I'll be the first person to admit that this is not the most exciting thing I've ever posted here. It's actually just a quick sketch I did because the class I was in today was very very boring. However, it's here for a good reason. It's one of the first things I've ever drawn in which I focused on the textures and materials of the object, instead of just it's shape. It's a water bottle made out of a matte rubber, somewhat reflective plastic, and a highly reflective clear plastic base. It somewhat astonishes me that I've never really put much effort into drawing textures before, and this seems like a massive oversight in my training. I've also never done a drapery study, and only once a perspective study. Really. Yet I have a BA in Art with Great Distinction.
So I've decided it's time to start remedying this giant oversight in my education, and will start putting aside a certain amount of time every week, probably three hours or so every Saturday, to work on these things.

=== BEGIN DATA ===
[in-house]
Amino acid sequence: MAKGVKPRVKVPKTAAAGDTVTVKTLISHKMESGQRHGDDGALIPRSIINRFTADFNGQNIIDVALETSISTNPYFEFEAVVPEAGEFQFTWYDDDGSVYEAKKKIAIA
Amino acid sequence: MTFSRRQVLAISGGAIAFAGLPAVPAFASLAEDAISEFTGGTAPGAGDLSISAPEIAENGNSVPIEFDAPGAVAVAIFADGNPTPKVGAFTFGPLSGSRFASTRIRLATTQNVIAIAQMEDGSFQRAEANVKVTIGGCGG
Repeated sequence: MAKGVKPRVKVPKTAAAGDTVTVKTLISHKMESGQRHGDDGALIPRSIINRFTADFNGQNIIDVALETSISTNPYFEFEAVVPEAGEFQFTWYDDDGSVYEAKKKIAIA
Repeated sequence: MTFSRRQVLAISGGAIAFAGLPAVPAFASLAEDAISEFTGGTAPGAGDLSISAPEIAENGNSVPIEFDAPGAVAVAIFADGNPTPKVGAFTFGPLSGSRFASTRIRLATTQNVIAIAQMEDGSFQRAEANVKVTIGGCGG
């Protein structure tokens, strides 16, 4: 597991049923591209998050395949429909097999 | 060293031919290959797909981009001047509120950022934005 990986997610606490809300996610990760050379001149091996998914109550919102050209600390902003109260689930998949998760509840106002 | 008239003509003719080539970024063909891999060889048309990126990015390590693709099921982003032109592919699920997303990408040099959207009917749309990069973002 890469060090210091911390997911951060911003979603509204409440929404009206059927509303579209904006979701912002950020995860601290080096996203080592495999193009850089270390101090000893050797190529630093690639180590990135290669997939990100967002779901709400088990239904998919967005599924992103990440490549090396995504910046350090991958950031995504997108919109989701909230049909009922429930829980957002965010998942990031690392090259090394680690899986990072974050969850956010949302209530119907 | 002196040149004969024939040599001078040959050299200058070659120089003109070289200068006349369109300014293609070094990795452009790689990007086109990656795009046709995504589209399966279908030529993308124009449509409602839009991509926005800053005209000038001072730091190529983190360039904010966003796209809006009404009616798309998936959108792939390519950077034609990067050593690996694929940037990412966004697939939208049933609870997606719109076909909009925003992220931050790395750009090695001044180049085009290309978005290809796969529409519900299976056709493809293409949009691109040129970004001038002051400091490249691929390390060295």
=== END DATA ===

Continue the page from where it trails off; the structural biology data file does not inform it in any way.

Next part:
While I was thinking about this, and coming up with a few things to practise, I googled 'drawing rudiments' to get some ideas. One of the articles I came across, targeted to beginners, talked about how important it was to put 'emotion' in the drawing, and let the 'spirituality' of the artist or drawing or something come through. (Rough paraphrase). How completely ridiculous! Drawing is a skill, just like any other, and it takes hours and hours of practise to know what one is doing. Style will develop with time, and only truly skilled artists will be able to put emotion into a piece of artwork. Forcing this at the beginning, especially for a beginner without basic skills or knowledge, is much more damaging to someone trying to learn what they are doing than it is a learning experience. One must learn the rules before one can break them. Furthermore, this idea perpetuates the myth that art is some kind of mystical practise, and that talent simply descends on a chosen few. This notion keeps non-artists, and potential art-lovers at a distance, and blames the viewer for not appreciating the artwork instead of ever entertaining the notion that the art itself might be to blame. Art is not made only for the chosen few who know the right words, wear the funny clothes, and raid the buffet at a gallery opening. It would be fairer to the viewer, to the veteran artists who have put the effort in, and to potential artists to admit that art is just a skill, and like anything else, will take a very long and frustrating time to master. And then show them the Sistine Chapel so they can see that it will be worth it.